A CBeebies adaptation of Elves and the Shoemaker was recently aired on television, featuring nine children from St. Anthony’s Primary School in Leeds who were involved in the creation of the ballet. They attended rehearsals at Northern Ballet’s headquarters, offering their feedback to choreographer (and Northern Ballet’s ballet master) Daniel de Andrade. The finished ballet – which is set to an original score by composer Philip Feeney – was then recorded at West Yorkshire Playhouse in Leeds.
The television adaptations of the Short Ballets for Small People productions are hosted by children’s favourite Mr Bloom (presenter Ben Faulks). He is joined by a group of youngsters (“the Tiddlers”). They watch the dancers, provide some commentary and, on occasion, interact with the story.
Elves and the Shoemaker is a departure from the animal-tastic productions of the last two years as the cast of characters is entirely human – with the exception of the springy, spirited, supernatural elves. Having enjoyed the clear storytelling and quality dancing evident in Ugly Duckling and Three Little Pigs, I eagerly set aside some time to watch the broadcast of the CBeebies adaptation of Elves and the Shoemaker.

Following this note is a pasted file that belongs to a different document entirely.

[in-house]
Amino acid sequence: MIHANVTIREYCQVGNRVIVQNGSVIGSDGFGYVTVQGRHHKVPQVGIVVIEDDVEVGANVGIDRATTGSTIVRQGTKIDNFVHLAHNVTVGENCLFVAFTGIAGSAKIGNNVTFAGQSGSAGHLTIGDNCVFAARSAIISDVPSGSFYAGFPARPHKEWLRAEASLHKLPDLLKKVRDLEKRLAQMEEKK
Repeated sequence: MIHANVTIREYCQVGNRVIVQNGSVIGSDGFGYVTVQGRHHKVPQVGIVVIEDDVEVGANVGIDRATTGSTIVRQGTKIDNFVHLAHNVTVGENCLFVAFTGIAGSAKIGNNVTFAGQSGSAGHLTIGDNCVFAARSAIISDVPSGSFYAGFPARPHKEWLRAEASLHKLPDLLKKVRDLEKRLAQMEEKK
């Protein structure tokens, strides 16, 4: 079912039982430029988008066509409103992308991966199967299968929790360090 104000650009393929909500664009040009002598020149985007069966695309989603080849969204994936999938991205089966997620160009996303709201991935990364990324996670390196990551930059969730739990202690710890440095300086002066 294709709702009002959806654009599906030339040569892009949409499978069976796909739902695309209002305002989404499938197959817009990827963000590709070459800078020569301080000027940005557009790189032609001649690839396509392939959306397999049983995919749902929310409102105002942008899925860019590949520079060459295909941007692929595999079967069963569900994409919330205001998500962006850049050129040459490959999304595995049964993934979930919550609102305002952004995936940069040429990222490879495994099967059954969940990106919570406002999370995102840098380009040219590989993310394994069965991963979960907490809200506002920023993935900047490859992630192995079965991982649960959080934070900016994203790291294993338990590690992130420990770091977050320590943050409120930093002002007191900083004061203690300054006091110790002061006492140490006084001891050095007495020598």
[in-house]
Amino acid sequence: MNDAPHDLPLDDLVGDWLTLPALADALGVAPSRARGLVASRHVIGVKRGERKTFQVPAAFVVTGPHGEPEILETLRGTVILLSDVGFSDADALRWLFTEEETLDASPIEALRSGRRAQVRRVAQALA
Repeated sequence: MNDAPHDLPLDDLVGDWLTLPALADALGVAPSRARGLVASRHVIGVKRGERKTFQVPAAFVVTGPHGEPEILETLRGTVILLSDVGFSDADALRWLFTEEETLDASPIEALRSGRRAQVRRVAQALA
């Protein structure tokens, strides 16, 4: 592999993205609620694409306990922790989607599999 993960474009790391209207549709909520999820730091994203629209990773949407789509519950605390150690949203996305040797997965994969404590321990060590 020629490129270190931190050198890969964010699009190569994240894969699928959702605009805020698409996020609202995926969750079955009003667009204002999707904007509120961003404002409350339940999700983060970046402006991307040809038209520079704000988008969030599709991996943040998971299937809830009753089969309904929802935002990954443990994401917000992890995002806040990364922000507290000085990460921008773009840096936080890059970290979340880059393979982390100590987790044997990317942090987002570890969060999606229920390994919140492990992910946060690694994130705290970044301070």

The addition of Mr Bloom and the Tiddlers makes the ballet even more accessible for tiny tots. Their comments and reactions reflect the whispered interactions between youngsters and mums and dads in the audiences of the live performances of Ugly Duckling and Three Little Pigs that I have been part of in the past. Ben Faulks as Mr Bloom keeps the story alive for little ones by reiterating what the dancers are doing and is pleasingly appreciative of the quality of movement that each character possesses.
Sebastian Loe as Bertie the shoemaker has a real spring in his step throughout but particularly during his exaggerated shopping walk as he heads to market. His astonishment when he discovers that shoes have magically appeared in the shop is just the right side of silly and is sure to raise giggles from younger viewers. Olivia Holland is gentle and cheerful as Bettina the shoemaker’s wife. She effortlessly enacts easy to follow mime sequences with Sebastian and projects nothing but warmth and kindness.
Clip-clopping clogs, whirling waltzing pumps and shiny satin pointe shoes inspire an array of exuberant dances which are all performed with personality and panache by the cast.